هـــذا كتاب عن الصواريخ اتمنى أن يستفيــــد منه الجميع
الكتاب قديم يعود الى 1958 لكنه يلقي الضوء على الأسسس والمباديء
Summary: First rate source of the math behind modern systems.
First, I see nothing unsafe in this book.
Intellectually, returning to the basics, the questions that had to be answered without technology, (whereas a technology is taken for granted in our time), is always a rewarding endeavor.
Math of 50 years ago looks crude. It was. But it was good math.
This is what it took to build the great successes of Falcon, Sparrow, Sidewinder, Phoenix, and others. Early attempts at doing the impossible: guiding a missile from one aircraft to intercept another aircraft at supersonic speeds.
Real [COLOR=orange! important][COLOR=orange! important]golf[/color][/color]
would require opponents to hit each others ball in mid [COLOR=orange! important][COLOR=orange! important]flight[/color][/color], and call it an intercept or block, worth a [COLOR=orange! important][COLOR=orange! important]game[/color][/color], perhaps (if the stakes were high enough). That's impossible you may say.
Guided missile design is far worse, and long ago. We do it all the time now. Why cannot [COLOR=orange! important][COLOR=orange! important]sports[/color][/color] keep up with science?
It was done by hand and primitive [COLOR=orange! important][COLOR=orange! important]computers[/color][/color]. It is fascinating to see the original critical nodes of guided missile design, and the communications problems, electronics problems, system prioritization, and command and control priorities. This is a visit to a math museum.
And right along side are the non-classified formulae, (advanced calculus and physics required), to show what is behind a process we now do on a single chip.
I fear however that we are losing the ability to actually do the math. (I am a Professor, what can I say.)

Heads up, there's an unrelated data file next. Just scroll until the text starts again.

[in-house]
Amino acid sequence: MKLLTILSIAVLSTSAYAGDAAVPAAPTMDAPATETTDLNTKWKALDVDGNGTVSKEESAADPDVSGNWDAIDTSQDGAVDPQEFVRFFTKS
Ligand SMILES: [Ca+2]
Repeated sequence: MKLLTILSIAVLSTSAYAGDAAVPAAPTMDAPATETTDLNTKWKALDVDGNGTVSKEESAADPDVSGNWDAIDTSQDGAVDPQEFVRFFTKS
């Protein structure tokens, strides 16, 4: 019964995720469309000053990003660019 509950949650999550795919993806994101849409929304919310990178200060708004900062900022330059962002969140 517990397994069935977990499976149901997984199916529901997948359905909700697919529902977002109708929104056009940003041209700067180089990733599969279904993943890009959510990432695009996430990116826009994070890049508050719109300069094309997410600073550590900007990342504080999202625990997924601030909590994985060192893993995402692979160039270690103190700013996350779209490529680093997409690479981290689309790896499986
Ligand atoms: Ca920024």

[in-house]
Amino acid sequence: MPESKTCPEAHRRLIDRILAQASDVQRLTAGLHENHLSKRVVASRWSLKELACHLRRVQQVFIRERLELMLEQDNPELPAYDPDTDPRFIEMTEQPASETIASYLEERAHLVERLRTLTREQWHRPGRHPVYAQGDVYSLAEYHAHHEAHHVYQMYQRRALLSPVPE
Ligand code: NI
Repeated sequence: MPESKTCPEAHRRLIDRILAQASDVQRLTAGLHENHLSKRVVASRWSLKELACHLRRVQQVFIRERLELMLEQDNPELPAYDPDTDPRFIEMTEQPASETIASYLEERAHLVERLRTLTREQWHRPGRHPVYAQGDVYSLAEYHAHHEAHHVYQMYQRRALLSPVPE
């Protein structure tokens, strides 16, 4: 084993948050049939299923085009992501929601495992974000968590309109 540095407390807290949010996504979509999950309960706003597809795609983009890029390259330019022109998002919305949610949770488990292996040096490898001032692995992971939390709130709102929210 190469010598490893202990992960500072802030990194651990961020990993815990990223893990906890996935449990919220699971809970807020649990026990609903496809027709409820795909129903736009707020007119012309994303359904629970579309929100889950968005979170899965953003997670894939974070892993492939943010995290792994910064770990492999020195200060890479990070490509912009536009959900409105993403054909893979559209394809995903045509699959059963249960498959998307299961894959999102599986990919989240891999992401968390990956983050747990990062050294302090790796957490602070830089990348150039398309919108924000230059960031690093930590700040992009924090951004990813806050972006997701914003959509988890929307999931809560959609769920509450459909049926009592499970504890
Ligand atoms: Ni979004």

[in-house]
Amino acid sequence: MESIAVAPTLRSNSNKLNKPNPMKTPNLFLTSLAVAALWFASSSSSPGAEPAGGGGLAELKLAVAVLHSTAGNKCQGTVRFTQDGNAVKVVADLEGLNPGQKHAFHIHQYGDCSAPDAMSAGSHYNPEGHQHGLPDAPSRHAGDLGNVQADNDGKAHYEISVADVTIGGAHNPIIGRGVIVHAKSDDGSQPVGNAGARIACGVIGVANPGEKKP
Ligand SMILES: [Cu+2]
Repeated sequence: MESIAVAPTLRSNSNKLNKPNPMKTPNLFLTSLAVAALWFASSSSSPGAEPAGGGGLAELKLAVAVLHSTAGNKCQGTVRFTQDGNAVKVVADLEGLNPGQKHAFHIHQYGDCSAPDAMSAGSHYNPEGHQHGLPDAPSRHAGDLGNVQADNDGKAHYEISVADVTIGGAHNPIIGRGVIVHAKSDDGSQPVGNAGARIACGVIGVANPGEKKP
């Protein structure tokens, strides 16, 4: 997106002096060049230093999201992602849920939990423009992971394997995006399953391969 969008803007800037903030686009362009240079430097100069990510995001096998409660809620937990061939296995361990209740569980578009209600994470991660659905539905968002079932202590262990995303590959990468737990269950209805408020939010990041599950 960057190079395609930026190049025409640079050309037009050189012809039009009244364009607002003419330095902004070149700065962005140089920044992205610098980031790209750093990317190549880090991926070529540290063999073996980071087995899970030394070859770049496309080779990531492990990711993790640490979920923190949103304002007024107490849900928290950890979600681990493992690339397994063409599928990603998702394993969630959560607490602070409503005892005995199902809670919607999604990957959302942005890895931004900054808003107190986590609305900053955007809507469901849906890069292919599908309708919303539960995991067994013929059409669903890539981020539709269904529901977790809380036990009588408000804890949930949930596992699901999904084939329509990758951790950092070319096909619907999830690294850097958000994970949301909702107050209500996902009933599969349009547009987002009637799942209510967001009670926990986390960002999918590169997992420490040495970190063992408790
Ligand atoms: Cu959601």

Do not come to this book for pictures of fancy rockets. No, this is the real gritty stuff that makes guided missiles [COLOR=orange! important][COLOR=orange! important]work[/color][/color].
The second half of the book is a useful glossary for those unfamiliar with the language, a mixture of military acronyms and jargon of the profession.
You will not be able to build a guided missile after reading this book; but if you are a clever math student you can see what it takes to solve all the critical equations. I'm not referring to 'rocket science' as in propulsion system design.
This text is not about propulsion, one of the first, and most essential functions to be addressed before any thought can be given to using it.
I have seen the other volumes in the series, and this appears to be the most enlightening one, on System Design.
I'm talking about the incredible feat of talking to a missile, listenting to a missile, and tracking the target, and all three sources of information at once: you first, then the missile, then the target. And of course, two objects approaching each other at supersonic speeds means the density of infomation increases exponentially, but the processing capacity is fixed, finite, and can be overloaded. How to omptimise this is not in the book. But how to study it is. Now we use this method every day, setting up microwave relays for everyday phones.
Good reading for a young, mathematically inclined person fascinated with the math of missles, not the technology. The technology did not exist when this book was assembled. But it was in the works, and this book was meant to assist those in the industry, and enlighten those who might want to be in the industry.